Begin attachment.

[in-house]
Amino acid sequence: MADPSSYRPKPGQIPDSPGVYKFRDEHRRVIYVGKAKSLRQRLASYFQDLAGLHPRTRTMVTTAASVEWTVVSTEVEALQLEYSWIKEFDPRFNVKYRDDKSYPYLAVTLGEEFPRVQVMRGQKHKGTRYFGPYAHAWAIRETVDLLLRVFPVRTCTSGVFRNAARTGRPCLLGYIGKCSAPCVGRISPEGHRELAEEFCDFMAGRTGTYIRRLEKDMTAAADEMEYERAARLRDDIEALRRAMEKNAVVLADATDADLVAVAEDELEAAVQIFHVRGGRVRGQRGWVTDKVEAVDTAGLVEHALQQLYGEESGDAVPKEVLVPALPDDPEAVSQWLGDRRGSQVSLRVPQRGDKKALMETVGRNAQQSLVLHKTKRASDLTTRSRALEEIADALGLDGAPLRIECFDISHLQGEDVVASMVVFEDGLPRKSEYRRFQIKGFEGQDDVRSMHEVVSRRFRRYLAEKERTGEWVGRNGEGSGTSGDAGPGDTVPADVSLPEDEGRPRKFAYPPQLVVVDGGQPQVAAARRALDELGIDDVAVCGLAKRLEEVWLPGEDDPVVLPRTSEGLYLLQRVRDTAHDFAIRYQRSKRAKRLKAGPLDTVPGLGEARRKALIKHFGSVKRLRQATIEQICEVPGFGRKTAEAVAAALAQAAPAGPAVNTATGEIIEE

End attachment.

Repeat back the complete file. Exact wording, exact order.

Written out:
[in-house]
Amino acid sequence: MADPSSYRPKPGQIPDSPGVYKFRDEHRRVIYVGKAKSLRQRLASYFQDLAGLHPRTRTMVTTAASVEWTVVSTEVEALQLEYSWIKEFDPRFNVKYRDDKSYPYLAVTLGEEFPRVQVMRGQKHKGTRYFGPYAHAWAIRETVDLLLRVFPVRTCTSGVFRNAARTGRPCLLGYIGKCSAPCVGRISPEGHRELAEEFCDFMAGRTGTYIRRLEKDMTAAADEMEYERAARLRDDIEALRRAMEKNAVVLADATDADLVAVAEDELEAAVQIFHVRGGRVRGQRGWVTDKVEAVDTAGLVEHALQQLYGEESGDAVPKEVLVPALPDDPEAVSQWLGDRRGSQVSLRVPQRGDKKALMETVGRNAQQSLVLHKTKRASDLTTRSRALEEIADALGLDGAPLRIECFDISHLQGEDVVASMVVFEDGLPRKSEYRRFQIKGFEGQDDVRSMHEVVSRRFRRYLAEKERTGEWVGRNGEGSGTSGDAGPGDTVPADVSLPEDEGRPRKFAYPPQLVVVDGGQPQVAAARRALDELGIDDVAVCGLAKRLEEVWLPGEDDPVVLPRTSEGLYLLQRVRDTAHDFAIRYQRSKRAKRLKAGPLDTVPGLGEARRKALIKHFGSVKRLRQATIEQICEVPGFGRKTAEAVAAALAQAAPAGPAVNTATGEIIEE